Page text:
New Course Prepares Psychology Students to Evaluate and Work With Asylum Seekers
The threat of persecution due to one’s religious or political beliefs may be unimaginable to most United States citizens, but for many people abroad, that threat is real and frightening, causing them to flee and seek refuge elsewhere.
Last year, two professors at the Ferkauf Graduate School of Psychology, Dr. Bill Salton and Dr. Carl Auerbach, began researching the topic of asylum after a colleague, Dr. Barbara Eisold, suggested that asylum seekers be evaluated at the school’s Max and Celia Parnes Family Psychological and Psychoeducational Services Clinic. They brought this suggestion to Dr. Lawrence Siegel, dean of Ferkauf, and to Dr. Lata McGinn, associate professor of psychology and director of the clinical psychology program, who offered their support for the project.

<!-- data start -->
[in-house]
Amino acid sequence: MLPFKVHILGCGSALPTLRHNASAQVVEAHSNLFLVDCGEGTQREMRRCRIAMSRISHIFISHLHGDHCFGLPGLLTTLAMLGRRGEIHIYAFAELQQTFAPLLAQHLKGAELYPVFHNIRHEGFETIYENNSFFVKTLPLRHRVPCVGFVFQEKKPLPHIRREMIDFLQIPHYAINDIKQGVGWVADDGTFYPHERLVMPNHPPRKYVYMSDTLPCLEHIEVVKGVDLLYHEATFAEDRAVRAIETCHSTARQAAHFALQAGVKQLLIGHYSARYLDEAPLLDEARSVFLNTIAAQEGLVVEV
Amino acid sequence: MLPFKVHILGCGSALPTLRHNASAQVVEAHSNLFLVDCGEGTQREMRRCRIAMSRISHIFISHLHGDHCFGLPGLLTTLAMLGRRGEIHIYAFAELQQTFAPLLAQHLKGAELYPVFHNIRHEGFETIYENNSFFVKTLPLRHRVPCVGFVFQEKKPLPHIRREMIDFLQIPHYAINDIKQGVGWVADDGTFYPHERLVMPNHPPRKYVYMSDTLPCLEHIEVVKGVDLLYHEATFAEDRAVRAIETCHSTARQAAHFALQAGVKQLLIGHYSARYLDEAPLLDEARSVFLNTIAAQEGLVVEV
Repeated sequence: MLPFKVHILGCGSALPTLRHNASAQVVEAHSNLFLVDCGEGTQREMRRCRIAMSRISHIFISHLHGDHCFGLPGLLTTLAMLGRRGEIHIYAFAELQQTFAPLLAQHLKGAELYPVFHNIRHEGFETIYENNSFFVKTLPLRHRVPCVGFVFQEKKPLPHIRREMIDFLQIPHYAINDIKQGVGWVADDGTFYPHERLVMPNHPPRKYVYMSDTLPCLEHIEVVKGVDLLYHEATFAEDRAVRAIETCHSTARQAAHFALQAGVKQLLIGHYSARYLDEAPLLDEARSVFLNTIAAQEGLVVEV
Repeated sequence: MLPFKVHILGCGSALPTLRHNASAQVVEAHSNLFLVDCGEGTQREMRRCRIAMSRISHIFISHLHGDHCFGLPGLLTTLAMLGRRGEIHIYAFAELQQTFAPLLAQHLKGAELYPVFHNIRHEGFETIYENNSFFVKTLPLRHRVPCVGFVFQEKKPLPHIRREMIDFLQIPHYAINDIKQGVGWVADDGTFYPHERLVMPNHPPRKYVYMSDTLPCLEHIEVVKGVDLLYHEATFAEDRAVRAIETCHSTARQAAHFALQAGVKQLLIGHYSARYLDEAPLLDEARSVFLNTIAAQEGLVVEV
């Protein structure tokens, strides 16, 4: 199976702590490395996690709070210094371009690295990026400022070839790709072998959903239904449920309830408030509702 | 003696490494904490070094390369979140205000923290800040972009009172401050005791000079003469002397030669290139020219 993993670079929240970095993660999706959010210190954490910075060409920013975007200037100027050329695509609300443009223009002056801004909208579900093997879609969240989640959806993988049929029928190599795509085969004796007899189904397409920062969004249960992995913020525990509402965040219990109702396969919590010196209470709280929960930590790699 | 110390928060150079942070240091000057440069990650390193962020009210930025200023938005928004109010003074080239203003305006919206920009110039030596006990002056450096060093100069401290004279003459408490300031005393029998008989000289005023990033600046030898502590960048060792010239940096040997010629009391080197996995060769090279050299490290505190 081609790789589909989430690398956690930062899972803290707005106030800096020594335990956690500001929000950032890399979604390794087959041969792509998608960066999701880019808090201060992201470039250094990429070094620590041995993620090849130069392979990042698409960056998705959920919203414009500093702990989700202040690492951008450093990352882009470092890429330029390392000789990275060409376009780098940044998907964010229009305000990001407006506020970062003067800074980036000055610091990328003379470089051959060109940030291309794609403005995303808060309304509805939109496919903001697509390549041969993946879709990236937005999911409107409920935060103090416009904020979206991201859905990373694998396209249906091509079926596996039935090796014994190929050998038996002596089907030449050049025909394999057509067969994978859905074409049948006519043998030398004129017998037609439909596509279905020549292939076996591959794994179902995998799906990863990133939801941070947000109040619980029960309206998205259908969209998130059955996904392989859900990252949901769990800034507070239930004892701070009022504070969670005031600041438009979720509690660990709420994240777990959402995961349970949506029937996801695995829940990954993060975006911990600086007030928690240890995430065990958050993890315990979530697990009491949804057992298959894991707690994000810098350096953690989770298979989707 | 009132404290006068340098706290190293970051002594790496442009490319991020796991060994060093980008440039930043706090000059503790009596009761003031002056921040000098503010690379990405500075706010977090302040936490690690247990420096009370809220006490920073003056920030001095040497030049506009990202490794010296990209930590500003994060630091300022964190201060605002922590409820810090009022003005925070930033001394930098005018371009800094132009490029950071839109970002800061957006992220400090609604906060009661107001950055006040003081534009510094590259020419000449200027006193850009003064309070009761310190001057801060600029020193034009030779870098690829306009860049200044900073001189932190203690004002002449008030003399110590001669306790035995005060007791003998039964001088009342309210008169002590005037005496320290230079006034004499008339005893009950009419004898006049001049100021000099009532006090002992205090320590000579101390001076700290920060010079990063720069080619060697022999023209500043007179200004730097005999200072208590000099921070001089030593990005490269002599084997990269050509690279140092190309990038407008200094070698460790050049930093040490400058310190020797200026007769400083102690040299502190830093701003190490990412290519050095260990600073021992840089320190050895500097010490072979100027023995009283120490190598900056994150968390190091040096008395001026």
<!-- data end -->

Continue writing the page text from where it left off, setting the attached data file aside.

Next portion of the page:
Salton, associate clinical professor of psychology and clinical director of the Parnes Clinic, and Auerbach, professor of psychology, soon enrolled in intensive training sessions designed to qualify them as evaluators. They also enlisted the participation of their students, leading to the creation of a class devoted solely to training students in this specialized field.
The inaugural course, “Working With Asylum Seekers,” was offered last spring and taught students how to psychologically evaluate asylum seekers and write reports that would be presented in court on their behalf. Read the rest of this entry…